The following Pigtails, which is similar style musically and lyrically, is a plea to a partner to allow her to fully be herself and not try to control her, (“Just let me dance to my music, let me drum to my song”) a subject that many will be able to relate to. It features some lovely instrumental touches from the strummed acoustic guitar to some tasteful, creamy sounding slide guitar interspersed throughout. Once again, the backing harmonies enrich the vocals at various points to great effect.

On My Side is altogether different, an upbeat pop track with a reggae-tinged rhythm and a vocal from Monica in the highest part of her considerable range, bringing to mind Cyndi Lauper or Kate Bush circa Wuthering Heights. The melody is instantly infectious with the funky guitar adding to the catchiness. The beat is mostly in half time but cleverly switches to straight 4/4 and the whole arrangement is full of rhythmic invention. That’s something the discerning listener will enjoy, but this song’s huge commercial appeal is in its addictive lead melody. A definite contender as a single release.

Bring Me Home is a return to the emotive piano ballad style of the opening song. It’s on this kind of song that Monica gets to excel as a singer, and here she gives an enchanting performance. Lyrically, it’s about needing someone to show emotional support.

This Time is a little different, this one a country pop song that opens with a fine fiddle part. It’s a duet performed with Matthew Koziol and Matthew takes the lead on the opening verse. Monica joins in on the excellent chorus, their contrasting voices blending and complementing each other perfectly. She then takes the second verse giving a nice ‘yin yang’ vibe to the song, and lyrically it’s a positive affirmation about giving a relationship another go.

The Mirror is both a melancholy country ballad and an empowering, uplifting anthem. It’s about a woman who has reached the end of her tether while in an unhappy relationship and decides to leave, as captured succinctly in the superb singalong chorus: “She can’t take it anymore, her suitcase sitting by the door….she won’t back down”. Another potential single.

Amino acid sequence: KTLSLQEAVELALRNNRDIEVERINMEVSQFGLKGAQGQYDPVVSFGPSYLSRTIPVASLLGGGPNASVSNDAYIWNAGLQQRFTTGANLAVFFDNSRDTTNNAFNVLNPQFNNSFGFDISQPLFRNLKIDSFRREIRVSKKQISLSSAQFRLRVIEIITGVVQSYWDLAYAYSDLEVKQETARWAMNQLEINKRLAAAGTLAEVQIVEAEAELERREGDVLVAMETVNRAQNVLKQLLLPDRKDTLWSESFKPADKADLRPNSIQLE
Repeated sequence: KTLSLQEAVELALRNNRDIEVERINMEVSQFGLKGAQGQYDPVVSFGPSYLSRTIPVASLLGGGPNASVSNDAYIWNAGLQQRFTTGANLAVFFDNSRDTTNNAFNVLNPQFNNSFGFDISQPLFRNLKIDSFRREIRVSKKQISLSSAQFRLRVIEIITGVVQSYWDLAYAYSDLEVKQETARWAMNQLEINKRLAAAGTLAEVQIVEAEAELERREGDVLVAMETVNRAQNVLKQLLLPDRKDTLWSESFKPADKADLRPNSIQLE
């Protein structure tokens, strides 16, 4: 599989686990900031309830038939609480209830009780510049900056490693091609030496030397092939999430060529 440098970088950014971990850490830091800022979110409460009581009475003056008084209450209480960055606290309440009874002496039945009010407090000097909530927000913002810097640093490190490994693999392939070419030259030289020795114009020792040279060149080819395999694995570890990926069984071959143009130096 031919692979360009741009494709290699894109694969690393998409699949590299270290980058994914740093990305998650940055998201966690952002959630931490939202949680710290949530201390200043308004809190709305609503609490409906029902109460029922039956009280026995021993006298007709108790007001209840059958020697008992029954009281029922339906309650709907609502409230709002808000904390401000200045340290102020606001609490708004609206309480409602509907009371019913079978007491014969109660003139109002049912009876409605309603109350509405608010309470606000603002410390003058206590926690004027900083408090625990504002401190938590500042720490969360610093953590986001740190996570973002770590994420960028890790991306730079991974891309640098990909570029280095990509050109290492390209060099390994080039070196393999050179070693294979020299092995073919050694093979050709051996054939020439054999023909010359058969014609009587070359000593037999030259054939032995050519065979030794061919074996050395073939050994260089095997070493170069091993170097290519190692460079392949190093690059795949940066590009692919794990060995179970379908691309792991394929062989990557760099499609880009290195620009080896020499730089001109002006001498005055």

Let Me Be There is more emotionally straightforward and musically a toe-tapping country rock song that has an authentic, roots vibe. This song is actually a cover version of an Olivia Newton John which was originally released on an album in 1973. It’s traditional country at its finest, featuring a sweet lyric about wanting to be in someone’s life. The subtle low male vocals on the chorus are a nice touch as is the rich Hammond organ which adds to the instrumental texture.

The album closes aptly with one final piano ballad where Monica once again gets to shine, vocally. Backed by plaintive piano and evocative strings, she is eventually joined by the gospel-tinged vocals of the McCrary Sisters whose contribution lends the song an uplifting, highly spiritual quality. Lyrically, it’s particularly moving, about losing a loved one: “A forced goodbye when heaven can’t wait….”. It’s a fitting end to an album that, as the title implies, takes the listener on an emotional journey.

Overall, this is a very fine collection of country pop songs that allow Monica Ortiz to showcase her skills as both singer and songwriter. Her different collaborators bring variety yet there’s also a sense of cohesion and musical unity. With a flawlessly produced sound and several potential singles, Monica Ortiz has everything it takes to break through to the big time.


VERDICT= 8.8 out of 10 

Alex Faulkner